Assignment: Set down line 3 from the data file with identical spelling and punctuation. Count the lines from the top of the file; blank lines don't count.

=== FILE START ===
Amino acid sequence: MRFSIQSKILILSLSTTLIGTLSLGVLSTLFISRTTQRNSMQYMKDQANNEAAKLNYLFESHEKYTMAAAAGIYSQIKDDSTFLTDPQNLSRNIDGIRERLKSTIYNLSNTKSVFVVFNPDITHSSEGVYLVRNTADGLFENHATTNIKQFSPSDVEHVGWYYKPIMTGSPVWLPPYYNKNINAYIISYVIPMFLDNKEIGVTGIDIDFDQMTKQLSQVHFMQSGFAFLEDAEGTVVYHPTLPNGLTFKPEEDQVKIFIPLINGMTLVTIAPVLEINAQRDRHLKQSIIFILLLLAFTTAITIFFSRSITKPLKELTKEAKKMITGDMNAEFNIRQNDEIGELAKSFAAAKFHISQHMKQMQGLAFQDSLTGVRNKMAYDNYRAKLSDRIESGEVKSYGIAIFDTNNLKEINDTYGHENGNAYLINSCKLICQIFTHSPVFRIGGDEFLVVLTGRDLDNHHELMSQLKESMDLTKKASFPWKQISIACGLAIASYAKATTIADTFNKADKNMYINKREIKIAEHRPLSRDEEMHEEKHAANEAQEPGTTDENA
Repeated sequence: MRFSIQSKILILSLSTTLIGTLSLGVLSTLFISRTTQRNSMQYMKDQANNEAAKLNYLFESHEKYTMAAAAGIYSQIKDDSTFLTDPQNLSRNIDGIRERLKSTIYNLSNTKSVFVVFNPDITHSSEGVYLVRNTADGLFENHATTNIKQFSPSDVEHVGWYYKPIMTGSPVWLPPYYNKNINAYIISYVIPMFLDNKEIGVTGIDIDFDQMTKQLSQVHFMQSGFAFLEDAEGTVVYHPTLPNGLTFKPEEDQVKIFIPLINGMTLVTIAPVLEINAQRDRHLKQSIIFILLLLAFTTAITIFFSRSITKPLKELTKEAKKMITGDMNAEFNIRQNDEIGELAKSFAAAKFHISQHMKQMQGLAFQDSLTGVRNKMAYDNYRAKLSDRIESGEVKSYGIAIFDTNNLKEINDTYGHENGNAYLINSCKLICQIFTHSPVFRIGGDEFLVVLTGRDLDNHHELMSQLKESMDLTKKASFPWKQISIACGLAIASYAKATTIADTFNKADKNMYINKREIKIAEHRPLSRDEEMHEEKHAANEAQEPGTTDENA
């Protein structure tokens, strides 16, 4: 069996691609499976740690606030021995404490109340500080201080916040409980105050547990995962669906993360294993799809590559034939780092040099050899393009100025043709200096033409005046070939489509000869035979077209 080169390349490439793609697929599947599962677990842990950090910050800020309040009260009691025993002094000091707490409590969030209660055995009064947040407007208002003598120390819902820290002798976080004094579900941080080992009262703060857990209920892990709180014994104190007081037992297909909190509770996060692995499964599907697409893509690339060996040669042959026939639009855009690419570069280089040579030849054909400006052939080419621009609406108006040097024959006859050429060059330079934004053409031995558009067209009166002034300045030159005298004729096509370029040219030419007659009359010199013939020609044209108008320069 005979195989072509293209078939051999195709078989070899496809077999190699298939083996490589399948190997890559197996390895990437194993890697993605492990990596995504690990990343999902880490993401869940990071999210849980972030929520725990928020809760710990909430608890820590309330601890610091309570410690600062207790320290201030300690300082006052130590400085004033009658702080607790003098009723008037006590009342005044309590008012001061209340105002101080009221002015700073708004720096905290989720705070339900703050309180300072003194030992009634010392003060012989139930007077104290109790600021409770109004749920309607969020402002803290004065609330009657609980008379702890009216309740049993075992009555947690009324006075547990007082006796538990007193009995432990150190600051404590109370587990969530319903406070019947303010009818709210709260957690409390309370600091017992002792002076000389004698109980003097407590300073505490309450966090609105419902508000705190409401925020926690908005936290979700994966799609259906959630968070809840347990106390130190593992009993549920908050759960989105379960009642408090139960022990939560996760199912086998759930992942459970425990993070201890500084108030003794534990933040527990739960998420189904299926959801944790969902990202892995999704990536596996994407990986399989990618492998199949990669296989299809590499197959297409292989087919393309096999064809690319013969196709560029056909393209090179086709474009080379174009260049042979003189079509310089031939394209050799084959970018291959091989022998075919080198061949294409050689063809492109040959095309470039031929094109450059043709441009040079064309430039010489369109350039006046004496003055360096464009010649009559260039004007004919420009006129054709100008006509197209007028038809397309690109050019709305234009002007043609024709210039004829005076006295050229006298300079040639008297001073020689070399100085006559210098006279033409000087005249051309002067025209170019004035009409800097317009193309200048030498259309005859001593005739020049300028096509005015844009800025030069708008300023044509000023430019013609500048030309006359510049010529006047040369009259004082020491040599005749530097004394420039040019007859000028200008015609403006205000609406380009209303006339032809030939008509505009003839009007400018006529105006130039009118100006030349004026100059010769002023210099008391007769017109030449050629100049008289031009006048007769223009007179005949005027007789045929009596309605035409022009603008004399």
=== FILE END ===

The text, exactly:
């Protein structure tokens, strides 16, 4: 069996691609499976740690606030021995404490109340500080201080916040409980105050547990995962669906993360294993799809590559034939780092040099050899393009100025043709200096033409005046070939489509000869035979077209 080169390349490439793609697929599947599962677990842990950090910050800020309040009260009691025993002094000091707490409590969030209660055995009064947040407007208002003598120390819902820290002798976080004094579900941080080992009262703060857990209920892990709180014994104190007081037992297909909190509770996060692995499964599907697409893509690339060996040669042959026939639009855009690419570069280089040579030849054909400006052939080419621009609406108006040097024959006859050429060059330079934004053409031995558009067209009166002034300045030159005298004729096509370029040219030419007659009359010199013939020609044209108008320069 005979195989072509293209078939051999195709078989070899496809077999190699298939083996490589399948190997890559197996390895990437194993890697993605492990990596995504690990990343999902880490993401869940990071999210849980972030929520725990928020809760710990909430608890820590309330601890610091309570410690600062207790320290201030300690300082006052130590400085004033009658702080607790003098009723008037006590009342005044309590008012001061209340105002101080009221002015700073708004720096905290989720705070339900703050309180300072003194030992009634010392003060012989139930007077104290109790600021409770109004749920309607969020402002803290004065609330009657609980008379702890009216309740049993075992009555947690009324006075547990007082006796538990007193009995432990150190600051404590109370587990969530319903406070019947303010009818709210709260957690409390309370600091017992002792002076000389004698109980003097407590300073505490309450966090609105419902508000705190409401925020926690908005936290979700994966799609259906959630968070809840347990106390130190593992009993549920908050759960989105379960009642408090139960022990939560996760199912086998759930992942459970425990993070201890500084108030003794534990933040527990739960998420189904299926959801944790969902990202892995999704990536596996994407990986399989990618492998199949990669296989299809590499197959297409292989087919393309096999064809690319013969196709560029056909393209090179086709474009080379174009260049042979003189079509310089031939394209050799084959970018291959091989022998075919080198061949294409050689063809492109040959095309470039031929094109450059043709441009040079064309430039010489369109350039006046004496003055360096464009010649009559260039004007004919420009006129054709100008006509197209007028038809397309690109050019709305234009002007043609024709210039004829005076006295050229006298300079040639008297001073020689070399100085006559210098006279033409000087005249051309002067025209170019004035009409800097317009193309200048030498259309005859001593005739020049300028096509005015844009800025030069708008300023044509000023430019013609500048030309006359510049010529006047040369009259004082020491040599005749530097004394420039040019007859000028200008015609403006205000609406380009209303006339032809030939008509505009003839009007400018006529105006130039009118100006030349004026100059010769002023210099008391007769017109030449050629100049008289031009006048007769223009007179005949005027007789045929009596309605035409022009603008004399």